Two Days of Mud

Large and very old bubblegum coral Paragorgia arborea on a rock, along with red crab and venus flytrap anemones. Corsair Canyon.

Large and very old bubblegum coral Paragorgia arborea on a rock, along with red crab and venus flytrap anemones, in Corsair Canyon. Image courtesy of Northern Neighbors: Transboundary Exploration of Deepwater Communities. Download larger version (jpg, 217 KB).

June 13,14, 2017

Dr. Paul Snelgrove
Memorial University of Newfoundland

Returning to Corsair Canyon for the first time since our last visit in 2014 generated excitement among the science team that had been involved in our previous visit. The data we collected on that dive helped Fisheries and Oceans Canada’s decision to close Corsair Canyon to protect fragile resident corals that grow slowly and damage easily when disturbed by fishing gear. This decision illustrated how our basic science work can actually produce changes in ocean policy and promote conservation efforts. But the main goal for us this time was to see other unexplored areas of the canyon.

arge bubblegum coral Paragorgia arborea, along with Primnoa (orange, behind on left) and Anthothela (white, on right) corals on a rock. Also Acadian redfish, longfin hake (black, on left side of rock), and Atlantic halibut (flatfish behind and to right of hake). Corsair Canyon.

Large bubblegum coral Paragorgia arborea, along with Primnoa (orange, behind on left) and Anthothela (white, on right) corals on a rock in Corsair Canyon. Also Acadian redfish, longfin hake (black, on left side of rock), and Atlantic halibut (flatfish behind and to right of hake). Click image for credit and larger view.

For this expedition, ROPOS surveyed the seafloor for close to 12 hours, and although we expected to see coral based on the complex topography, we mostly saw rolling plains, steep slopes, and even cliffs of sediment-covered seafloor. The few rocks we saw were often densely covered with several species of deep-sea corals, indicating that the absence of hard substrate clearly limits coral abundance here for those types of corals that colonize and require hard substrate.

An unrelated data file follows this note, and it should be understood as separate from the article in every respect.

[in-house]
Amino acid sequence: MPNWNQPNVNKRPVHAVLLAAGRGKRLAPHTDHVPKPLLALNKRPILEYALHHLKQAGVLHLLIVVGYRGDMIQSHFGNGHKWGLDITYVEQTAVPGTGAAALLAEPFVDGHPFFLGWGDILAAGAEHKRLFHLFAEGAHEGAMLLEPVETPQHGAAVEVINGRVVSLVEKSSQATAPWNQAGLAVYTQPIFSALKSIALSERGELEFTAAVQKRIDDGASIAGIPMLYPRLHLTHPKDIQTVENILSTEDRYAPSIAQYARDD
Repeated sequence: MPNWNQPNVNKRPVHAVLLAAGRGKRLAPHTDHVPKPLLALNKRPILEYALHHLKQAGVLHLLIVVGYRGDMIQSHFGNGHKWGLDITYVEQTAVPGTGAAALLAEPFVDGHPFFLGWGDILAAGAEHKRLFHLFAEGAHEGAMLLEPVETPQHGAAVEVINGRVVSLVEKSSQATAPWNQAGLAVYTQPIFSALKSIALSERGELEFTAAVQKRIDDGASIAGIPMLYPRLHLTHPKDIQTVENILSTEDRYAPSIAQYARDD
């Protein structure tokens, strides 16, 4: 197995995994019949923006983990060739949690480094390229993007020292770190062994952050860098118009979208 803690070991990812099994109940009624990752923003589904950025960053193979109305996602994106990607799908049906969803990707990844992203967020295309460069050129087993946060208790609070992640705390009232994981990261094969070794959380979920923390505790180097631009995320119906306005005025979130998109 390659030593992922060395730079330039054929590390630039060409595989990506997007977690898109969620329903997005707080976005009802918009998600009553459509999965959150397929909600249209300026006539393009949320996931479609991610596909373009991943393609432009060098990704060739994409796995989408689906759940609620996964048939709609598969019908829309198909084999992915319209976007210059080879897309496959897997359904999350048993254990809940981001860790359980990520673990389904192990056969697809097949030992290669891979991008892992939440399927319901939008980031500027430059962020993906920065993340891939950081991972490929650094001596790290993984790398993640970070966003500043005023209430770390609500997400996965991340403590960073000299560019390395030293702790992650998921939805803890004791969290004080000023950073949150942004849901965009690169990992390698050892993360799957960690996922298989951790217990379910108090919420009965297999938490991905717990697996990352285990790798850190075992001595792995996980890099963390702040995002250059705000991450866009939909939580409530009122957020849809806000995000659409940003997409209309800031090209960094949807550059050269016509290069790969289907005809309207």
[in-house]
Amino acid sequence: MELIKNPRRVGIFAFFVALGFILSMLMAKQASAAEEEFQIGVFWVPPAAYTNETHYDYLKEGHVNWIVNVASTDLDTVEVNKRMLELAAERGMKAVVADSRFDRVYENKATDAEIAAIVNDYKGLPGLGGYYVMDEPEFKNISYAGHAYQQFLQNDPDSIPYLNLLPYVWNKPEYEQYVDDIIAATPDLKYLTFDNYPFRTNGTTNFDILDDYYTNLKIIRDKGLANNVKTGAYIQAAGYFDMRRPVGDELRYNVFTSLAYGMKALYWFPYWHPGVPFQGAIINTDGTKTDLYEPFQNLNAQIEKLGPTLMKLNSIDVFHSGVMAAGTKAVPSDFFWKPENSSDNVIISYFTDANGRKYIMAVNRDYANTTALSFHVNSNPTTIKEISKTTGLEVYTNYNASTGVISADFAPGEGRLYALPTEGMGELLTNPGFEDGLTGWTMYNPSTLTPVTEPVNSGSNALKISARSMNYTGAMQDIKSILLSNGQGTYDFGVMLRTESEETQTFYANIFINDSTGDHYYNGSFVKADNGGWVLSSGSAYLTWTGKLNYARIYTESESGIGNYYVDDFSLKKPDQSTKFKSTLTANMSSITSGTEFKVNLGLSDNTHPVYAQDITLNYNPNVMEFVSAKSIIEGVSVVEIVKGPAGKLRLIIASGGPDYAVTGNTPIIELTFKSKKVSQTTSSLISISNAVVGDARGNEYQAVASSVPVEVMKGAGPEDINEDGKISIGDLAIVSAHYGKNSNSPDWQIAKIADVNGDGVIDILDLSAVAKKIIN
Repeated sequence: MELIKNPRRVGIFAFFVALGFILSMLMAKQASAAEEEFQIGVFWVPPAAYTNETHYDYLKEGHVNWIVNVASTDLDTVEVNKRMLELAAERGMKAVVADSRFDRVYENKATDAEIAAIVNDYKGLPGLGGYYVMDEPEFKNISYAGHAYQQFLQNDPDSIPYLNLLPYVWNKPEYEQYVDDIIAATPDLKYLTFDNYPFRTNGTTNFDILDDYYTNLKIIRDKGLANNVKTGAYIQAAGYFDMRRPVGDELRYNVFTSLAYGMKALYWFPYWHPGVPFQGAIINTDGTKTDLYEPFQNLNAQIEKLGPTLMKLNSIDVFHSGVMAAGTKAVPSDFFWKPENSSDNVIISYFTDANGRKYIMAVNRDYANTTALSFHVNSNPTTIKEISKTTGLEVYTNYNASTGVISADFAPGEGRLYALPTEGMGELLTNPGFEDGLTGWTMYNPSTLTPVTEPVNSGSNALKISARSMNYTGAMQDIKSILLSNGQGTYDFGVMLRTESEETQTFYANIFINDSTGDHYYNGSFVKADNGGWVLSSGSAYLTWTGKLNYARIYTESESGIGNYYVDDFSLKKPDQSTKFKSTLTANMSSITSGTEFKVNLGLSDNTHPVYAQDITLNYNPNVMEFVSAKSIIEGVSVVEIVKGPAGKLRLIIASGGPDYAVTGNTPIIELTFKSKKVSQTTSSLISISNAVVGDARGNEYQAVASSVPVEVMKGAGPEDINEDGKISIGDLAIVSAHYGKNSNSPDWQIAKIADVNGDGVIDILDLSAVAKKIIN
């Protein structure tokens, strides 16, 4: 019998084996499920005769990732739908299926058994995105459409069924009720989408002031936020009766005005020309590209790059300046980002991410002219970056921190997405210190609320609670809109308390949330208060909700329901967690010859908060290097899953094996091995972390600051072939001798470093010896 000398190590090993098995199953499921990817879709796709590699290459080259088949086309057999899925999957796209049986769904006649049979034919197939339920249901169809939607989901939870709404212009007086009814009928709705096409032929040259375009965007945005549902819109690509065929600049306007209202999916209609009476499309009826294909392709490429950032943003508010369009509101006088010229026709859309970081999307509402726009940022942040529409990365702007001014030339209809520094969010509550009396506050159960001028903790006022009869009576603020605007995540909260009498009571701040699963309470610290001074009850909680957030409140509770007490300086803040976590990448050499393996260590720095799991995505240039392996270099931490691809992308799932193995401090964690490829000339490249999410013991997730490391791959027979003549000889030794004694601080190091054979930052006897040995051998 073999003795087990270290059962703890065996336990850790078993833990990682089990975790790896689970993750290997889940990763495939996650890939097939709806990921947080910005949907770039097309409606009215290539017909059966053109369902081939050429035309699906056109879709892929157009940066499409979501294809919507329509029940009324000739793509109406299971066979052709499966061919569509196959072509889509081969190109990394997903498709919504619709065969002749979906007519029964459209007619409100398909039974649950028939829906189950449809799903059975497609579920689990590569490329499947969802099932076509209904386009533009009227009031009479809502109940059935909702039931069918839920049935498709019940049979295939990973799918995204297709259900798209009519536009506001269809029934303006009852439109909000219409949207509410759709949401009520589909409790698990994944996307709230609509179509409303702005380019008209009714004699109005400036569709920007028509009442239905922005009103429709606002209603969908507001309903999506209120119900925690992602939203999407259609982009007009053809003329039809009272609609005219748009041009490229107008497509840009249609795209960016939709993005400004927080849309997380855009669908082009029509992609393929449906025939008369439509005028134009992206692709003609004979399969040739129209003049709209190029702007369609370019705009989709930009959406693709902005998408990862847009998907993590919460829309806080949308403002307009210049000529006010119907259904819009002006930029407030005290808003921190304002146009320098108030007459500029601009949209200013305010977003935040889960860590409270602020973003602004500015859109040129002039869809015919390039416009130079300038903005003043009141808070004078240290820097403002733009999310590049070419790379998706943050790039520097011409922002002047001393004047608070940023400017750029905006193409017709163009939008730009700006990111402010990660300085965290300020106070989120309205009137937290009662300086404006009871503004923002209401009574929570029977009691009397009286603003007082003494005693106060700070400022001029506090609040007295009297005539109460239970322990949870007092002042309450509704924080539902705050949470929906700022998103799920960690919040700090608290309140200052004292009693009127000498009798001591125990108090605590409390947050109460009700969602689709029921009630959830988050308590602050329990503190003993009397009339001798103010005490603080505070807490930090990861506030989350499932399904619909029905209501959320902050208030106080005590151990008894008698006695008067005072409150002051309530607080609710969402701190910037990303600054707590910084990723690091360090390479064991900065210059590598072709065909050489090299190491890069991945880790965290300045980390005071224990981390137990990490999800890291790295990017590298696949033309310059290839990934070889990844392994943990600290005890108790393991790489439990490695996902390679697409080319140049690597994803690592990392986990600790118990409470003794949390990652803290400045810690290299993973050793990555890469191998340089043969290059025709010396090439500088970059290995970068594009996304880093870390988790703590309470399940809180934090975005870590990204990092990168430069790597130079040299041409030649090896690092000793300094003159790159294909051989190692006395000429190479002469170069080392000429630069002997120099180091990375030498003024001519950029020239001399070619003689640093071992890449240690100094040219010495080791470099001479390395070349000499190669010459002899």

Twelve hours of mud can get pretty monotonous, but my students and I study the rich biodiversity that lives in mud, and the role that diversity plays in recycling food particles that sink down from surface waters, which regenerates nutrients and drives ocean production. In the end, our patience was rewarded as we saw the visible megafauna change from landscapes with numerous pink anemones to others dominated by feathery sea pens (which are actually a type of deep-sea coral that lives in soft sediments) bending in the currents.

Dense aggregation of sea pigs (Scotoplanes), a type of echinoderm known as a holothurian, in Georges Canyon (Dive 1).

Dense aggregation of sea pigs (Scotoplanes), a type of echinoderm known as a holothurian, in Georges Canyon (Dive 1). Click image for credit and larger view.

The next day, we moved to nearby Georges Canyon, which we had never explored before, and had another day with few corals and lots of mud. But we did see amazing mud cliffs with complex burrows likely made by crabs and fish. We also saw dense aggregations of sea pigs, Scotoplanes, which is a type of echinoderm (echinoderms include sea stars, brittle stars, and sand dollars) known as a holothurian. These aggregations were unlike anything we had seen before, as they danced off the seafloor to intermingle with a passing school of squid.

To conserve and sustain ocean health and function, conservation efforts should include representative habitats as well as charismatic species. Sediments cover more ocean floor than all other benthic habitats combined, and thus represent a large portion of our planet. One ocean but many different habitats. All merit study and conservation effort.

 

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